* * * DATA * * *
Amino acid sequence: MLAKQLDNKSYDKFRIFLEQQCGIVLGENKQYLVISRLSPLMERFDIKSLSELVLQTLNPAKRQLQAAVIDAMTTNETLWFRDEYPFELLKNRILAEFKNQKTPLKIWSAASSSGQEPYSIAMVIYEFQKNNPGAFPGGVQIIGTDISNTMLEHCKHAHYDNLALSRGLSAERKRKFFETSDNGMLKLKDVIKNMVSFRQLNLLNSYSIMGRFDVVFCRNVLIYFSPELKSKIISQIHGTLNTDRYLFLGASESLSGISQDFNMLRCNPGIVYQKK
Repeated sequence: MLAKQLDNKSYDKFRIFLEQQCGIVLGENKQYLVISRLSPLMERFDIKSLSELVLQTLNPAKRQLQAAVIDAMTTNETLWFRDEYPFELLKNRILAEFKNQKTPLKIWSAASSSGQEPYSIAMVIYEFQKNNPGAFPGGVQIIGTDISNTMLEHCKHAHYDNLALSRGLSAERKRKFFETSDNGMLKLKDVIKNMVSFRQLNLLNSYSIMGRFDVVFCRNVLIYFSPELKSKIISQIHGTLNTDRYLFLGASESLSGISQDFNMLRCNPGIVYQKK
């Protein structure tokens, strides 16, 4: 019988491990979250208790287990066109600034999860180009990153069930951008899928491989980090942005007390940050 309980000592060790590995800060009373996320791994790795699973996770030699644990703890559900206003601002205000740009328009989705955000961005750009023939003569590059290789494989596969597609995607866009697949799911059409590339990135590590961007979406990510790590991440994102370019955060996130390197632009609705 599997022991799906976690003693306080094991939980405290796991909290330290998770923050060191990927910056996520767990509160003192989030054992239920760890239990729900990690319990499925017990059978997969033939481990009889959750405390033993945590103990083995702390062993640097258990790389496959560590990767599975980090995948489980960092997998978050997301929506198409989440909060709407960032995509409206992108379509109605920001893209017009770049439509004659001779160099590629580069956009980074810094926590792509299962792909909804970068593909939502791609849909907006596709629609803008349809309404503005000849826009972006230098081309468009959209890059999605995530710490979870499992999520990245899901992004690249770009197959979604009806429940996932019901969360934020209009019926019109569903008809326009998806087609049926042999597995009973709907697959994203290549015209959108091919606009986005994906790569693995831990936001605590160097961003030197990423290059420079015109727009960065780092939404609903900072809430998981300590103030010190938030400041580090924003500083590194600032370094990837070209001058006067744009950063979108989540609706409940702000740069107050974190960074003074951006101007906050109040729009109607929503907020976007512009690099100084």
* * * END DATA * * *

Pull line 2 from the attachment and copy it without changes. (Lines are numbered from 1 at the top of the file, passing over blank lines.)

Repeated sequence: MLAKQLDNKSYDKFRIFLEQQCGIVLGENKQYLVISRLSPLMERFDIKSLSELVLQTLNPAKRQLQAAVIDAMTTNETLWFRDEYPFELLKNRILAEFKNQKTPLKIWSAASSSGQEPYSIAMVIYEFQKNNPGAFPGGVQIIGTDISNTMLEHCKHAHYDNLALSRGLSAERKRKFFETSDNGMLKLKDVIKNMVSFRQLNLLNSYSIMGRFDVVFCRNVLIYFSPELKSKIISQIHGTLNTDRYLFLGASESLSGISQDFNMLRCNPGIVYQKK